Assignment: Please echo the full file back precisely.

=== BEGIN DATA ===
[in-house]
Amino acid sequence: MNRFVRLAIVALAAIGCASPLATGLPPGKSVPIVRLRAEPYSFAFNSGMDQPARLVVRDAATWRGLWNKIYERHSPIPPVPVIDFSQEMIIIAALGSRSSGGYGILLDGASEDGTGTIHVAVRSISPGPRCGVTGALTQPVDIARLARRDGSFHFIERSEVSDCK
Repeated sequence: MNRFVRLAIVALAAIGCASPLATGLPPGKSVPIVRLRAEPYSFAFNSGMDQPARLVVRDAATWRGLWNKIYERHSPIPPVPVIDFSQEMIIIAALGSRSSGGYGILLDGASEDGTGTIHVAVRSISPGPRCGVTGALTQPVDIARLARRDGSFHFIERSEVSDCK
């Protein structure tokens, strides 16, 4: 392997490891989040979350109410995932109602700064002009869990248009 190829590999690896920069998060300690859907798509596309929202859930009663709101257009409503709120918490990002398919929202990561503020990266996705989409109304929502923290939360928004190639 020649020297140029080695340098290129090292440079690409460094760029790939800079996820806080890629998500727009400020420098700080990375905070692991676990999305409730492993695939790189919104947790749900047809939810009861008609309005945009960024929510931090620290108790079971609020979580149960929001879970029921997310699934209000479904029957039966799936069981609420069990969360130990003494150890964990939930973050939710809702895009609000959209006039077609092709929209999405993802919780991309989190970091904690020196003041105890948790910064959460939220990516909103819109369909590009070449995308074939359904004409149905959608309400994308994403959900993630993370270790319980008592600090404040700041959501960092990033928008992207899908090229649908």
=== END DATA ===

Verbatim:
[in-house]
Amino acid sequence: MNRFVRLAIVALAAIGCASPLATGLPPGKSVPIVRLRAEPYSFAFNSGMDQPARLVVRDAATWRGLWNKIYERHSPIPPVPVIDFSQEMIIIAALGSRSSGGYGILLDGASEDGTGTIHVAVRSISPGPRCGVTGALTQPVDIARLARRDGSFHFIERSEVSDCK
Repeated sequence: MNRFVRLAIVALAAIGCASPLATGLPPGKSVPIVRLRAEPYSFAFNSGMDQPARLVVRDAATWRGLWNKIYERHSPIPPVPVIDFSQEMIIIAALGSRSSGGYGILLDGASEDGTGTIHVAVRSISPGPRCGVTGALTQPVDIARLARRDGSFHFIERSEVSDCK
């Protein structure tokens, strides 16, 4: 392997490891989040979350109410995932109602700064002009869990248009 190829590999690896920069998060300690859907798509596309929202859930009663709101257009409503709120918490990002398919929202990561503020990266996705989409109304929502923290939360928004190639 020649020297140029080695340098290129090292440079690409460094760029790939800079996820806080890629998500727009400020420098700080990375905070692991676990999305409730492993695939790189919104947790749900047809939810009861008609309005945009960024929510931090620290108790079971609020979580149960929001879970029921997310699934209000479904029957039966799936069981609420069990969360130990003494150890964990939930973050939710809702895009609000959209006039077609092709929209999405993802919780991309989190970091904690020196003041105890948790910064959460939220990516909103819109369909590009070449995308074939359904004409149905959608309400994308994403959900993630993370270790319980008592600090404040700041959501960092990033928008992207899908090229649908």